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Monday Jan 22
Using the research you completed about the movement create a tool kit for the movement.

What are the essential elements of the movement?

Working in class: The tool kit is the kit of parts someone would need to recreate a visual that would look like the movement. It should include visual elements, color palette, suggested font list and any directions. You have 1.5 hours to make your tool kit in class. Print it out. Put it on the Google drive. Name it = Movement_yourname.pdf).

HOMEWORK
What is the visual concept for your Workbook? What are you going to call it? Come up with at least 10 ideas then pick 2 and develop concepts. The can be anything. You may use found imagery, illustrations... Create a Tool Kit for each concept (2 tool kits). (visual elements, color palette, font list...) You can use your movement tool kit or pull a classmates tool kit off the google drive. Yep you are sharing your tool kits.

Once you have your concepts and tool kits explore what a chapter opening will look like.
At least 10 different chapter openings EXPLORATIONS total.

Make sure you are working in the correct size 8.25 x 10.75 page (2 pages = spread)

TEXT: (use all of the text or just a portion of it for your spreads)

TIP: try some with just some of the text. Try some with all of the text. THIS is your time to explore the look and feel of your workbook. Wednesday you pick the visual direction and then you GO!

Print your tool kits and spread on 11 x 17 and bring them to class.

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TEXT

Chapter 14: Typographic Color
When typographers mention to color, they are typically not referring to a rainbow. They are speaking, instead, of black and white and the wide range of gray textures which are called forth when white and black interact. Every typeface has its own apparent lightness or darkness, or optical weight. A typeface’s color is determined by stroke width, x-height, character width and serif styles.

As the great Swiss typographer Emil Ruder* put it in 1960, “The business of typography is a continual weighing up of white and black, which requires a thorough knowledge of the laws governing optical values.

*Emil Ruder was a typographer and graphic designer who, born in Switzerland in 1914, helped Armin Hofmann form the Basel School of Design and establish the style of design known as Swiss Design. He taught that, above all, typography's purpose was to communicate ideas through writing. He placed a heavy importance on sans-serif typefaces and his work is both clear and concise, especially his typography.
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TIMELINE

To keep it would be a good idea to on chapters the entire class period/homework. The Chapters listed under each day we will review the content in class and then you can designe that chapter. Feel free to work a head. Please save your work often. Have a pdf of where you are for class feedback. Use a baseline grid. Use paragraph styles and character styles. Make sure you are using the correct document size 8.25” x 10.75”, Use a grid for everything! Every page has to use a grid. You have until February 7 to complete this project. Black and white perfect bound print out from Jayhawk Ink is due February 7.

Use this WORD DOC for the CONTENTin the workbook. All the content has to be in the workbook but if you want to put in a different order you may.

Monday January 22: Concept Development

January 24, Wednesday
master pages (page numbers, running heads)
understanding baseline grid (InDesign Doc)
understanding paragraph and character styles (download worksheet)
To keep your text consistant in the entire book you should use Paragraph Styles and Character Styles. If you need to make changes to the font, size, leading, color, style you can change them all globally through Styles.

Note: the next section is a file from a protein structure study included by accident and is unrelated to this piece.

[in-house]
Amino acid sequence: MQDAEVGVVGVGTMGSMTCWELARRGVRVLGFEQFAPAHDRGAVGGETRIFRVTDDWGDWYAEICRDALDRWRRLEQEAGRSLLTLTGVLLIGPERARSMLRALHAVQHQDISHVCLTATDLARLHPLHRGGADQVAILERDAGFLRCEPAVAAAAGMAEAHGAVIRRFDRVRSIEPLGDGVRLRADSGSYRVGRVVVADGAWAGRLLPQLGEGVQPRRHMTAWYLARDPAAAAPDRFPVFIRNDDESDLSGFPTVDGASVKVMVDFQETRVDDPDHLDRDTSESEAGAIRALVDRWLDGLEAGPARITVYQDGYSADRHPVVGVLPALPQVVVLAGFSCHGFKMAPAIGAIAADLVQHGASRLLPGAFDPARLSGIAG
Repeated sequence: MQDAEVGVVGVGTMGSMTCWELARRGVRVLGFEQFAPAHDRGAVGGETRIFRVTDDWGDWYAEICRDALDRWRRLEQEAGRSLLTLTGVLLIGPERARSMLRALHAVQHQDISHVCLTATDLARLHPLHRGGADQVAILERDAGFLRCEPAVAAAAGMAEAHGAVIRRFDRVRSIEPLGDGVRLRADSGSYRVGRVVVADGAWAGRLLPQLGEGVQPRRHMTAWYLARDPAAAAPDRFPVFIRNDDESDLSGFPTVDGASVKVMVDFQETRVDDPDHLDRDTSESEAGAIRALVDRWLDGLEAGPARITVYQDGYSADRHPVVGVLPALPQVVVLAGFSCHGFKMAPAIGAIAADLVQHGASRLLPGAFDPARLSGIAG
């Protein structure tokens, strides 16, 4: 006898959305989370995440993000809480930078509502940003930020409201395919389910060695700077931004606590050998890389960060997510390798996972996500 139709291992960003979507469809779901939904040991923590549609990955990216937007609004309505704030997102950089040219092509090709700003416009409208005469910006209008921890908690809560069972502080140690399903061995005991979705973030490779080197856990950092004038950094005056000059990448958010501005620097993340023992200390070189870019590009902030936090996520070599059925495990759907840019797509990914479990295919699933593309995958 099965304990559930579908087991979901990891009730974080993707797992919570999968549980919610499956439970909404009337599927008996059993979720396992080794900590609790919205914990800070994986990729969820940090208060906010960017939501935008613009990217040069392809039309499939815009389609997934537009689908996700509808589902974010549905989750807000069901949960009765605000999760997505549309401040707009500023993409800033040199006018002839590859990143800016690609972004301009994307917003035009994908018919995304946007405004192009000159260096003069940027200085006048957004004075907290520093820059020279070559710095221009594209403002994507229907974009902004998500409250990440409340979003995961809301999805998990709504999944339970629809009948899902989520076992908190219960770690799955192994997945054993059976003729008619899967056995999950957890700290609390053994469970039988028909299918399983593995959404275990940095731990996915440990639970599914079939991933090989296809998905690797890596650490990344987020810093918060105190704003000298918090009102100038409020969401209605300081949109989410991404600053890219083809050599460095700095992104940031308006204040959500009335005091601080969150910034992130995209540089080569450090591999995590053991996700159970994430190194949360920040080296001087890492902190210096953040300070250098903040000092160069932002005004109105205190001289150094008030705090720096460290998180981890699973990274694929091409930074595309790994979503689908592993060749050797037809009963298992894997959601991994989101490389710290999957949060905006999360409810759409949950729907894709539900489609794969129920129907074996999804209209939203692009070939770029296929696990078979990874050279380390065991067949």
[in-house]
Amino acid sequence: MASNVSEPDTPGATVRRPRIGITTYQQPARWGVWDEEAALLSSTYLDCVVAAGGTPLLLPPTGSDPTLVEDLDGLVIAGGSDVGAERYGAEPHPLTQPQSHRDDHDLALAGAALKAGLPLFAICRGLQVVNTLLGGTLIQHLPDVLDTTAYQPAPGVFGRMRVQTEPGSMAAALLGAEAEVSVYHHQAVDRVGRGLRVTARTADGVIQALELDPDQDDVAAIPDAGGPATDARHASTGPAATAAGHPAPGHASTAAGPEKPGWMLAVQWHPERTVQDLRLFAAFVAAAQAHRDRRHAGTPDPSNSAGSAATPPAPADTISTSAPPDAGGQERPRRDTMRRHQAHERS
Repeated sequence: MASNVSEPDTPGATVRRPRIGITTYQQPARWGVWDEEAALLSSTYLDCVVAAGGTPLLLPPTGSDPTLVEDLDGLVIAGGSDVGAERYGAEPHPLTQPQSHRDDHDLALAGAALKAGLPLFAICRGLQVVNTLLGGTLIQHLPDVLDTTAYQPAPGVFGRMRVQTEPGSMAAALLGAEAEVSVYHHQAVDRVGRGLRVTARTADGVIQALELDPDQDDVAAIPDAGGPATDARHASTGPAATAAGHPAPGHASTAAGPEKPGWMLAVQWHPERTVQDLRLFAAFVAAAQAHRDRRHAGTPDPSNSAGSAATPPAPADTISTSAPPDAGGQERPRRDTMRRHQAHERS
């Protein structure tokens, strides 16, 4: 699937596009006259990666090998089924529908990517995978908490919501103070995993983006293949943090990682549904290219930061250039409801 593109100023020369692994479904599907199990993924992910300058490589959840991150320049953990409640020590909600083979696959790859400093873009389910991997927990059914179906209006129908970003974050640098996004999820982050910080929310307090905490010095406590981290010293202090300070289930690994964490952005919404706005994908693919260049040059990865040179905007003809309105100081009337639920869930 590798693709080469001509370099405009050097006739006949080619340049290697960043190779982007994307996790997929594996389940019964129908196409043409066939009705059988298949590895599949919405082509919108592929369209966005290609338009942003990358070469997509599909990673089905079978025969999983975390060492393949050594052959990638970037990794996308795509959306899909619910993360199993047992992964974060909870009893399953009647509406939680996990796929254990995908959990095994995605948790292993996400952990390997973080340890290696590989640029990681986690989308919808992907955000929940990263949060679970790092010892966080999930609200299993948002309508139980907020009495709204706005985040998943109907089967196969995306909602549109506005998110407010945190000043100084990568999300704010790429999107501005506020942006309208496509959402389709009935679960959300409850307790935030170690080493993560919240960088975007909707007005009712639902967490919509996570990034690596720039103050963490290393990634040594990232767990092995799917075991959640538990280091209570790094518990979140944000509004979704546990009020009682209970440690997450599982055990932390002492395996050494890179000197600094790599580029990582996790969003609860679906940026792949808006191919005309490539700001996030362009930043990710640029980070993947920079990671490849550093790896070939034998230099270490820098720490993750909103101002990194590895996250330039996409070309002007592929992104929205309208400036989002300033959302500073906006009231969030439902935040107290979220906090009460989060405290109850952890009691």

InClass and Homework
Design at least the first 4 chapters: 1 Rules Checksheet, 2 Typographic Rules, 3 Special Characters, 4 Hyphens and Dashes) Drop them in Google Drive so we can crit them in class. You need to have your look and feel figured out by Monday if you still are working on what this workbook will look like you will be really behind. Make sure you set your character styles. Finishing the workbook will be faster and more consistent if you use the Character Styles.

January 29, Monday
InClass and Homework
5 Quotes and Apostrophe, 6 Numerals, 7 Small Caps, 8 Tabular Matter, 9 Alignments,

January 31, Wednesday
InClass and Homework
10 Hyphenation Etiquette, 11 Line Length, 12 The End Of The River, 13 Type Classifications,

February 5, Monday
14 Typographic Color, 15 Tschichold Grid, 16 Paragraph Breaks

Print out letters (you can use this to start) and the grids.

Dallas Competition:
sophomore portfolio, workbook, icons, packaging
National Student Show (Dallas) info

Print out your letters it at least 30 fonts/styles at 100pts tall. Try all caps, all lowercase, reg, bold, light, condensed, extended, italic…you need the variety to make 50! label the fonts so you know what you are working with. You need this to sketch from and you may print the letters out a different sizes but be logical: ex. 50pt and 100pt.

Print out the grid here it is! (or make your own)

Due Monday February 12
*remember Jayhawk Ink isn't open on Sunday

B/W perfect bound at Jayhawk Inc.
Put Packaged File in your Google Drive Folder (Indesign File + pdf + fonts + images)

Grading -- all about the type!
Character Styles (-10pts if not used)
Everything locked to the baseline grid (-10pt if you didn't lock to the baseline)
6 column grid (or created own grid) (-10pts if you are not using the grid correctly)
Visual Narrative: pacing, surprise, scale, tension…(-10pts if your book is static)
Every spread has at least 3 levels of hierarchy within the content (-10pts if you don't)
Running heads and Page Numbers (folios) (-5 if they are not integrated into the page)
Clear hierarchy (-5 if your heirarchy isn't clear)
Type Size is appropriate to the page and to the content. (-5 if too big or too small)
Making the content yours by callouts, examples… (-5 if you didn't find ways)
Examples are correct (-5pts if your examples are not correct)
Corrected justification (if used) (-5 pts for bad justification)
Followed Hyphenation Rules (all of them) (-5pts if you hyphenated where you shouldn't)
Widows or Orphans (-5pts for widows or orphans)